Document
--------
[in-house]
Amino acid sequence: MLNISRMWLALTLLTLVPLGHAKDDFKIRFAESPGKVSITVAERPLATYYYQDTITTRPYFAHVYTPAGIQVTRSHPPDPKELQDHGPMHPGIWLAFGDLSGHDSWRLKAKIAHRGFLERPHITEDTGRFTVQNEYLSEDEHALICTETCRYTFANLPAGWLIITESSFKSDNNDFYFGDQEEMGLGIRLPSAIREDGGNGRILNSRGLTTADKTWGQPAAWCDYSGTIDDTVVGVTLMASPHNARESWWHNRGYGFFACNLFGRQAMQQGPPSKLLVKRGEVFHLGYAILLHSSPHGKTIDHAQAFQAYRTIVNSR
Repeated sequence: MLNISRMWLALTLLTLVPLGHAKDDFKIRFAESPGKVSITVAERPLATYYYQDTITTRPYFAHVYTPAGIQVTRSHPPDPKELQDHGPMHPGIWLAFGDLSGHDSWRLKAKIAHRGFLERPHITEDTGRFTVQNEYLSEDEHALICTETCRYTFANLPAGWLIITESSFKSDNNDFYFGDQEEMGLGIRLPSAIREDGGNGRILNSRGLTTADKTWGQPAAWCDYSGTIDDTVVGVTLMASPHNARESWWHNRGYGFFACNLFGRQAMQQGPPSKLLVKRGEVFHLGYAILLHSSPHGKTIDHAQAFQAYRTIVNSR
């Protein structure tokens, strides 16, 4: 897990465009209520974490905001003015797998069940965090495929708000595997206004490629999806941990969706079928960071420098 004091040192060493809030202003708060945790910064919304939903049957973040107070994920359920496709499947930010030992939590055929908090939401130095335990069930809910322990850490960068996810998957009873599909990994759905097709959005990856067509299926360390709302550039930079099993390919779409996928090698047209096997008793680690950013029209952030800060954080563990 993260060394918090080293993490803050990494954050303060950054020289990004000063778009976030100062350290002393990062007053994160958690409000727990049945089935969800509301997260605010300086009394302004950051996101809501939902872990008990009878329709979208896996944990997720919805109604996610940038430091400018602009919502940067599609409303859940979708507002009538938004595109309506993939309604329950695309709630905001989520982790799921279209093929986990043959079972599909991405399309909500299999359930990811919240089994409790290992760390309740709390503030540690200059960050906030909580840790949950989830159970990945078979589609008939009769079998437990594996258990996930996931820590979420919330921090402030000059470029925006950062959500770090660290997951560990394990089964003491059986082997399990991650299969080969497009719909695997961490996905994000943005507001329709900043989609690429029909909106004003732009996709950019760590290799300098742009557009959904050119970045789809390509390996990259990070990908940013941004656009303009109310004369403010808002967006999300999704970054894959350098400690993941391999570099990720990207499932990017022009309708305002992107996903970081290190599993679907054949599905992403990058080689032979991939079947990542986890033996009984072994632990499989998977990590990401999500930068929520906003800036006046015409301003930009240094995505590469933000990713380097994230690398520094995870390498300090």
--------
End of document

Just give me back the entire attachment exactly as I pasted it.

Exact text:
[in-house]
Amino acid sequence: MLNISRMWLALTLLTLVPLGHAKDDFKIRFAESPGKVSITVAERPLATYYYQDTITTRPYFAHVYTPAGIQVTRSHPPDPKELQDHGPMHPGIWLAFGDLSGHDSWRLKAKIAHRGFLERPHITEDTGRFTVQNEYLSEDEHALICTETCRYTFANLPAGWLIITESSFKSDNNDFYFGDQEEMGLGIRLPSAIREDGGNGRILNSRGLTTADKTWGQPAAWCDYSGTIDDTVVGVTLMASPHNARESWWHNRGYGFFACNLFGRQAMQQGPPSKLLVKRGEVFHLGYAILLHSSPHGKTIDHAQAFQAYRTIVNSR
Repeated sequence: MLNISRMWLALTLLTLVPLGHAKDDFKIRFAESPGKVSITVAERPLATYYYQDTITTRPYFAHVYTPAGIQVTRSHPPDPKELQDHGPMHPGIWLAFGDLSGHDSWRLKAKIAHRGFLERPHITEDTGRFTVQNEYLSEDEHALICTETCRYTFANLPAGWLIITESSFKSDNNDFYFGDQEEMGLGIRLPSAIREDGGNGRILNSRGLTTADKTWGQPAAWCDYSGTIDDTVVGVTLMASPHNARESWWHNRGYGFFACNLFGRQAMQQGPPSKLLVKRGEVFHLGYAILLHSSPHGKTIDHAQAFQAYRTIVNSR
């Protein structure tokens, strides 16, 4: 897990465009209520974490905001003015797998069940965090495929708000595997206004490629999806941990969706079928960071420098 004091040192060493809030202003708060945790910064919304939903049957973040107070994920359920496709499947930010030992939590055929908090939401130095335990069930809910322990850490960068996810998957009873599909990994759905097709959005990856067509299926360390709302550039930079099993390919779409996928090698047209096997008793680690950013029209952030800060954080563990 993260060394918090080293993490803050990494954050303060950054020289990004000063778009976030100062350290002393990062007053994160958690409000727990049945089935969800509301997260605010300086009394302004950051996101809501939902872990008990009878329709979208896996944990997720919805109604996610940038430091400018602009919502940067599609409303859940979708507002009538938004595109309506993939309604329950695309709630905001989520982790799921279209093929986990043959079972599909991405399309909500299999359930990811919240089994409790290992760390309740709390503030540690200059960050906030909580840790949950989830159970990945078979589609008939009769079998437990594996258990996930996931820590979420919330921090402030000059470029925006950062959500770090660290997951560990394990089964003491059986082997399990991650299969080969497009719909695997961490996905994000943005507001329709900043989609690429029909909106004003732009996709950019760590290799300098742009557009959904050119970045789809390509390996990259990070990908940013941004656009303009109310004369403010808002967006999300999704970054894959350098400690993941391999570099990720990207499932990017022009309708305002992107996903970081290190599993679907054949599905992403990058080689032979991939079947990542986890033996009984072994632990499989998977990590990401999500930068929520906003800036006046015409301003930009240094995505590469933000990713380097994230690398520094995870390498300090």